Effect of seed treatment, foliar spray of micronutrient formulation and their interaction on yield and yield attributes of cowpea
 
The data on yield and yield attributes are given in Table 3. Levels of seed treatment showed significant difference in the number of pods per plant with maximum number recorded in S3 (21.02) which was on par with S4 (19.44). The lowest number of pods per plant was observed in S1 (16.73). Levels of foliar spray showed significant difference in the number of pods per plant with maximum number recorded in F3 (20.97). F1 recorded the lowest number (16.71). The interaction effect also showed significant difference in number of pods per plant with maximum number recorded in S3F(25.84) which was on par with seed treatment with 1.5% micronutrient formulation + two foliar sprays, S4F3 (21.01). S1F1 (16) recorded the least value. Treatments did not show any significant difference in the number of seeds per pod.
       
Levels of seed treatment showed significant difference in pod weight per plant. S3 recorded highest pod weight per plant (36.14 g) which was on par with S4 (31.90 g). It was then followed by S2 (29.73 g) and control recorded the least (24.92 g). Levels of foliar spray showed significant difference in pod weight per plant with F3 (33.49 g) recorded the highest value which was superior over all other treatments. The treatment F1 showed lowest value (26.43 g). Interaction effect of seed treatment and foliar spray of micronutrient in pod weight was found to be significant with S3F(38.11 g) recorded maximum pod weight per plant which was on par with S4F3 (31.23 g). Treatment S1F1 (24.64 g) recorded the lowest value. 
       
Levels of seed treatment showed significant difference in yield with highest value was obtained in S(2224 kg ha-1) superior over all other seed treatments. Lowest yield was obtained in S1 (1969 kg ha-1). Levels of foliar spray showed significant difference in yield with highest was recorded in F3 (2173 kg ha-1) which was superior over all other treatments and the lowest yield was recorded in F(1979 kg ha-1).  Interaction of seed treatment and foliar spray also showed significant difference in the yield with highest was recorded in S3F3 (2320 kg ha-1) which was superior over other treatment interactions. It was followed by S3F2 (2220 kg ha-1) which was on par with S4F3 (2200 kg ha-1). Lowest yield was recorded in S1F1 (1820 kg ha-1).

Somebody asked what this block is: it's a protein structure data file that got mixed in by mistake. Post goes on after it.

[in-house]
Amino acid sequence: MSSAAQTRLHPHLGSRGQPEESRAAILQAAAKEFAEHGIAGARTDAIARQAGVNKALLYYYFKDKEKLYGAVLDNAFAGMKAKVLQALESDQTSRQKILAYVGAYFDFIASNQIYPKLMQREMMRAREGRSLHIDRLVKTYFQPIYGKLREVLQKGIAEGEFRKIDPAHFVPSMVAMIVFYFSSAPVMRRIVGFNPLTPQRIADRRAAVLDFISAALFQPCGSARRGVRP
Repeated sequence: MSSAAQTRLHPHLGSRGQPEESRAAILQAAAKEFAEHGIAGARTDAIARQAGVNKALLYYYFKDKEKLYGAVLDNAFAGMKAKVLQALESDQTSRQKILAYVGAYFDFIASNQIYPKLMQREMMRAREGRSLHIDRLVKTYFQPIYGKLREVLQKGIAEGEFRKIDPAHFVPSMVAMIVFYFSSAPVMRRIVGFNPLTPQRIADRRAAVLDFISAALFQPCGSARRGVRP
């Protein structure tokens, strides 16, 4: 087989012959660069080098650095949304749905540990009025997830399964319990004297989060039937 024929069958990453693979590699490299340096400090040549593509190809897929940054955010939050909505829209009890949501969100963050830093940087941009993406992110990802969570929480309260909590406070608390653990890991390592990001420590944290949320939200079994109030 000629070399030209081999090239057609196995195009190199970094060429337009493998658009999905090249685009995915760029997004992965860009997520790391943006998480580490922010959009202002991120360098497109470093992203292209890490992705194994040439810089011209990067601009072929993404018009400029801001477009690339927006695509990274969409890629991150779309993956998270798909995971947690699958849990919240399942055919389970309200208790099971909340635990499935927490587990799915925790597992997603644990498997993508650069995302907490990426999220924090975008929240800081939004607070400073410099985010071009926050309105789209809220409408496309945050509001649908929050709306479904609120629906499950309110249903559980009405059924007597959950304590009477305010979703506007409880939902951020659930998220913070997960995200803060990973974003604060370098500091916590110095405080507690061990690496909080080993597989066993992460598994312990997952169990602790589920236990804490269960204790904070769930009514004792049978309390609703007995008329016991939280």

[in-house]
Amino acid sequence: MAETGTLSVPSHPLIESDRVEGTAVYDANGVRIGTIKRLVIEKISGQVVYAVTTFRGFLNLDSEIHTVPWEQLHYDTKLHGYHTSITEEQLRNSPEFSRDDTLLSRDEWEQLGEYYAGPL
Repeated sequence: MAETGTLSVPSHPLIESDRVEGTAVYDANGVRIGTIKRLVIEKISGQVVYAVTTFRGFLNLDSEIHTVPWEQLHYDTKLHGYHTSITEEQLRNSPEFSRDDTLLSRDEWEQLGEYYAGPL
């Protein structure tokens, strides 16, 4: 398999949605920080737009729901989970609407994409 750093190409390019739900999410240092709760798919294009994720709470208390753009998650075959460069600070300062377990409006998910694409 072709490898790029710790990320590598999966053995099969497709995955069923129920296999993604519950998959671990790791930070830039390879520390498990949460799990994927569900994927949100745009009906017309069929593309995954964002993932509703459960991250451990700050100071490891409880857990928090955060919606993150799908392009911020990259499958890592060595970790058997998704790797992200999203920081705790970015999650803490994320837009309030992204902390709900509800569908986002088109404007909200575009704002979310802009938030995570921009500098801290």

The role of micronutrients in enhancing the yield and its attributes are evident. Seed treatment with micronutrients had positive influence on yield of cowpea. Seed treatment with micronutrients might had increased the seed vigour resulting in better growth and yield of plants. It is also involved in hormonal metabolism, pollination and fertilization and enhancement of cell division which ultimately leads to increase in number and weight of pods. By enhancing the cell division and expansion vegetative growth can also be increased. It also helps in increased production of assimilates and its proper partitioning. Pranakrishna (1976) reported that pulse crops treated with sodium molybdate increased the seed yield by 45 percentage compared to the control. Common beans treated with zinc increased the yield of crops (Kaya et al., 2007). Pod yield in pea was found to be higher in seeds treated with 0.5 percent boron solution (Kumar et al., 2008). Foliar application of micronutrient mixture (zinc, copper, boron and iron) at two percentage resulted in increased yield in okra (Datire et al., 2010).

Nitrogen, phosphorus, potassium content in grain
 
Nutrient content in grain is given in the Table 4. S2 (3.71) recorded highest nitrogen in grain which was superior over other seed treatments. F3 (3.76) in foliar spray and S2F3 (3.91) in interaction were found to be superior over other treatments. Phosphorus content in grain was found to be non significant with respect to treatments and their interactions. S3 (1.18) in seed treatment and F3 (1.08) in foliar spray recorded highest potassium content. Interaction effect showed that S3F3 (1.25) and S4F3 (1.19) were found to be on par with each other.